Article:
Swerea works with modelling of the corrosion progression in various sectors, providing valuable information that is applied in materials selection and corrosion protection, service-life prediction, design of components and plant facilities, as well as an aid to improved understanding of corrosion mechanisms.
Corrosion modelling with numerical methods is often applied in studies of galvanic corrosion and cathodic protection. Detailed models are used to construct models of local corrosion; pitting and microgalvanic cells. Statistical models for atmospheric corrosion are also developed.
Galvanic corrosion and cathodic protection
Corrosion-related problems often affect the infrastructure, such as railways, tramlines and pipelines. In many cases, problems can be reduced to two-dimensional resistance grids resulting in equation systems that are large but easily solved. In more complicated cases, Finite Element Methods (FEM) are used, for example, when objects have to be represented in three dimensions.
Pitting and microgalvanic cells
Local chemistry has a great bearing on local corrosion. Environment controls corrosion, but reaction products from corrosion processes also change the environment, at least locally. Electrochemical reaction rates, local equilibrium and reaction kinetics of precipitation reactions, as well as transport mechanisms via diffusion and electromigration are included in the models. For corrosion of alloys in natural environments the chemical systems are often large and lead to relatively long computation times for FEM computations in 2D or 3D.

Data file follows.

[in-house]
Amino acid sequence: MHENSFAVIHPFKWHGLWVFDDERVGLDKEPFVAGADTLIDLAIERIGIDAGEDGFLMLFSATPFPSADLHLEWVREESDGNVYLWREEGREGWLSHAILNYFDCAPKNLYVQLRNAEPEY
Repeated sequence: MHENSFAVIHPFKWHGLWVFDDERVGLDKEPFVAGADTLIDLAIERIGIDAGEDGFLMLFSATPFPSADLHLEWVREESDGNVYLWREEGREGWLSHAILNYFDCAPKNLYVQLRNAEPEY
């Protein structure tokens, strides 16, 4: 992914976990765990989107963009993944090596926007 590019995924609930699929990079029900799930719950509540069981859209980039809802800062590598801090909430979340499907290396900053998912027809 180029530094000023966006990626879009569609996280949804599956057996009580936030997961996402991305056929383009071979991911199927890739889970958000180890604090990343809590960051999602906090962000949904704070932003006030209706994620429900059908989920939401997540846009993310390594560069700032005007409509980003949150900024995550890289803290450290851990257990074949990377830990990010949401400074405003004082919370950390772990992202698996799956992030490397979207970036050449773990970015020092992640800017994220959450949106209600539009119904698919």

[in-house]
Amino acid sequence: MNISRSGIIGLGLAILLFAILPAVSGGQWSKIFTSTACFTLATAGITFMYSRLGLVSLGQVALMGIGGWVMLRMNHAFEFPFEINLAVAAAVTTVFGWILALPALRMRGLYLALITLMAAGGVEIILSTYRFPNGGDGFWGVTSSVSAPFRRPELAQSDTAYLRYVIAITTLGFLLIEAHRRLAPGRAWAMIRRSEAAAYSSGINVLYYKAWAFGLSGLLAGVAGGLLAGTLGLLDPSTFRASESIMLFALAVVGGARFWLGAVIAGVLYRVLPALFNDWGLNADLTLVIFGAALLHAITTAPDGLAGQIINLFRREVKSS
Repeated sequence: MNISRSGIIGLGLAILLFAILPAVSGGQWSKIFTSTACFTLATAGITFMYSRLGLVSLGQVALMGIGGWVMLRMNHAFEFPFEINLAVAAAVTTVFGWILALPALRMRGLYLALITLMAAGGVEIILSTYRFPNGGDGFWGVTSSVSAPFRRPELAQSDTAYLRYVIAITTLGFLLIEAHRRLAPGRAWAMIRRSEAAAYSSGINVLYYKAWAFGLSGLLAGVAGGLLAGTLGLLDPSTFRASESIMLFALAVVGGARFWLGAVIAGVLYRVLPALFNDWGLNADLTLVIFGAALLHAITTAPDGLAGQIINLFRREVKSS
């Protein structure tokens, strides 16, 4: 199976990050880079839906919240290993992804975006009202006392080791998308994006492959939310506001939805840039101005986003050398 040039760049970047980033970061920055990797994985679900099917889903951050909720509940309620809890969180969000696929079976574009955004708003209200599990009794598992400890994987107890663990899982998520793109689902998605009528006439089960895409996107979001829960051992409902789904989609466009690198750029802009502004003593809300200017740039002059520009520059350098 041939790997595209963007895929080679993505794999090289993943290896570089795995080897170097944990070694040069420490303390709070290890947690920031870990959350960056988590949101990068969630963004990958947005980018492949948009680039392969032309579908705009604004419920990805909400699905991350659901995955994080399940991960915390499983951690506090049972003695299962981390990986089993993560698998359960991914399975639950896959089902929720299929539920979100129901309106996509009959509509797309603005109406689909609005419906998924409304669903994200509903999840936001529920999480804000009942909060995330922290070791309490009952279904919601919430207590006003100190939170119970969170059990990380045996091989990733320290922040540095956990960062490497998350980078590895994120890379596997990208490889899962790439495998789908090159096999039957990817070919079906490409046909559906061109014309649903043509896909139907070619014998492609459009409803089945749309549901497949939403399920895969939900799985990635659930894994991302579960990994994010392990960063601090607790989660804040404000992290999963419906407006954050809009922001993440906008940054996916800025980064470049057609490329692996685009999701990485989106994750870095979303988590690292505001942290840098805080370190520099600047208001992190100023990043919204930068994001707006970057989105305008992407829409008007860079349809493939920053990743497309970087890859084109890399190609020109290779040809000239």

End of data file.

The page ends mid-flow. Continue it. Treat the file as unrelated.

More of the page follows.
Statistical models for atmospheric corrosion
Determining corrosivity in different parts of the world is often an advantage for companies wishing to establish themselves on new markets, as well as when selecting materials. We have produced dose-response functions that describe the degree of corrosion in relation to different meteorological parameters and contaminant concentrations. These functions are based on data gathered from locations throughout the world. Many metals and alloys have been subjected to atmospheric corrosion tests according to standardised methods in various programmes, a number of which have been coordinated by Swerea. Results from individual observations have been compiled in the database program KorrField, which also contains a computation module that predicts and visualises corrosivity under different environmental parameters.
Contact and more information
claes.taxen [at] ri.se